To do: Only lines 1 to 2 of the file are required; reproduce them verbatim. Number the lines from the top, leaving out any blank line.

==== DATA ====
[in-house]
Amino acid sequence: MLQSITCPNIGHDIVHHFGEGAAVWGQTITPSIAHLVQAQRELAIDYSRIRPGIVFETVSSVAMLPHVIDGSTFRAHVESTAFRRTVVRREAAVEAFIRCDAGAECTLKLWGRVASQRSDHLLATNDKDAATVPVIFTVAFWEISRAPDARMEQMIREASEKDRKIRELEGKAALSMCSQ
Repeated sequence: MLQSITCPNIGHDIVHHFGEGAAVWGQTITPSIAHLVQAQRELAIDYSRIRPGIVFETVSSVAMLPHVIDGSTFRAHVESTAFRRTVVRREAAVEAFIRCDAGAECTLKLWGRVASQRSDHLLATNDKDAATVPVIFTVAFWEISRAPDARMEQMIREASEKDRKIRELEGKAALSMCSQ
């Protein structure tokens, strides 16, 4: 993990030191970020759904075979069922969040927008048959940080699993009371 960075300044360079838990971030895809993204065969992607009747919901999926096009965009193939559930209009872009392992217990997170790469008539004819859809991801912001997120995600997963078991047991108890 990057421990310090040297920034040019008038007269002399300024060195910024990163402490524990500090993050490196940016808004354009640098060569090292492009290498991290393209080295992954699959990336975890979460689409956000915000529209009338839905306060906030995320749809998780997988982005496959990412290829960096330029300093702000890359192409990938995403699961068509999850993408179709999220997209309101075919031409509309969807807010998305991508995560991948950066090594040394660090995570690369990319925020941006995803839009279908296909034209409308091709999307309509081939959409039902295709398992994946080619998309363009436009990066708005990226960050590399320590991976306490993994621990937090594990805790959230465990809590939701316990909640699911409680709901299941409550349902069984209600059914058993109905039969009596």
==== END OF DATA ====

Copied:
[in-house]
Amino acid sequence: MLQSITCPNIGHDIVHHFGEGAAVWGQTITPSIAHLVQAQRELAIDYSRIRPGIVFETVSSVAMLPHVIDGSTFRAHVESTAFRRTVVRREAAVEAFIRCDAGAECTLKLWGRVASQRSDHLLATNDKDAATVPVIFTVAFWEISRAPDARMEQMIREASEKDRKIRELEGKAALSMCSQ